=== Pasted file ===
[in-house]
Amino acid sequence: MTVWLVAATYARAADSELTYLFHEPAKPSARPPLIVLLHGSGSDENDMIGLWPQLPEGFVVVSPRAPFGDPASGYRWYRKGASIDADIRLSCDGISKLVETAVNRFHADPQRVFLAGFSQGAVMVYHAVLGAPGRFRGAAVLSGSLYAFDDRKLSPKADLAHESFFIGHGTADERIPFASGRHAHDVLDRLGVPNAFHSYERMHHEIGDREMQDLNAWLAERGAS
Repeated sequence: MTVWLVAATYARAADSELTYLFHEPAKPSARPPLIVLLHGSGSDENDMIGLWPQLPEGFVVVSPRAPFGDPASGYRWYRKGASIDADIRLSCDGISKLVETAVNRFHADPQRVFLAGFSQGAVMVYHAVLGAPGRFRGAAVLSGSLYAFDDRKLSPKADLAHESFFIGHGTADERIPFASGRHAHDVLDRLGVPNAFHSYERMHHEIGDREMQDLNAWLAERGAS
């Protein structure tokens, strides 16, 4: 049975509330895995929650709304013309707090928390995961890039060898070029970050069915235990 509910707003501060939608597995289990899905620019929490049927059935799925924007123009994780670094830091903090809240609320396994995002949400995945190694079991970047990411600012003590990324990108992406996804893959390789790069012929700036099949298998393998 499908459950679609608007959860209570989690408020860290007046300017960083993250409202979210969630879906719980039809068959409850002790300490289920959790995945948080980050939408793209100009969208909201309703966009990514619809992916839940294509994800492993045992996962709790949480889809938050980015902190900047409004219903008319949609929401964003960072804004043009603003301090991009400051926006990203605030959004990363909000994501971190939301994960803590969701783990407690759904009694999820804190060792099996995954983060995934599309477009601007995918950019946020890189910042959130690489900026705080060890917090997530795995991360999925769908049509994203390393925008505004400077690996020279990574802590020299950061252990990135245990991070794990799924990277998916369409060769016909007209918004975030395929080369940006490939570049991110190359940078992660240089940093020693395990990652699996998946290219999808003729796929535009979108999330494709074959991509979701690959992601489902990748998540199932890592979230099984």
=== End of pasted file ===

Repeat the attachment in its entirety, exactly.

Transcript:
[in-house]
Amino acid sequence: MTVWLVAATYARAADSELTYLFHEPAKPSARPPLIVLLHGSGSDENDMIGLWPQLPEGFVVVSPRAPFGDPASGYRWYRKGASIDADIRLSCDGISKLVETAVNRFHADPQRVFLAGFSQGAVMVYHAVLGAPGRFRGAAVLSGSLYAFDDRKLSPKADLAHESFFIGHGTADERIPFASGRHAHDVLDRLGVPNAFHSYERMHHEIGDREMQDLNAWLAERGAS
Repeated sequence: MTVWLVAATYARAADSELTYLFHEPAKPSARPPLIVLLHGSGSDENDMIGLWPQLPEGFVVVSPRAPFGDPASGYRWYRKGASIDADIRLSCDGISKLVETAVNRFHADPQRVFLAGFSQGAVMVYHAVLGAPGRFRGAAVLSGSLYAFDDRKLSPKADLAHESFFIGHGTADERIPFASGRHAHDVLDRLGVPNAFHSYERMHHEIGDREMQDLNAWLAERGAS
């Protein structure tokens, strides 16, 4: 049975509330895995929650709304013309707090928390995961890039060898070029970050069915235990 509910707003501060939608597995289990899905620019929490049927059935799925924007123009994780670094830091903090809240609320396994995002949400995945190694079991970047990411600012003590990324990108992406996804893959390789790069012929700036099949298998393998 499908459950679609608007959860209570989690408020860290007046300017960083993250409202979210969630879906719980039809068959409850002790300490289920959790995945948080980050939408793209100009969208909201309703966009990514619809992916839940294509994800492993045992996962709790949480889809938050980015902190900047409004219903008319949609929401964003960072804004043009603003301090991009400051926006990203605030959004990363909000994501971190939301994960803590969701783990407690759904009694999820804190060792099996995954983060995934599309477009601007995918950019946020890189910042959130690489900026705080060890917090997530795995991360999925769908049509994203390393925008505004400077690996020279990574802590020299950061252990990135245990991070794990799924990277998916369409060769016909007209918004975030395929080369940006490939570049991110190359940078992660240089940093020693395990990652699996998946290219999808003729796929535009979108999330494709074959991509979701690959992601489902990748998540199932890592979230099984």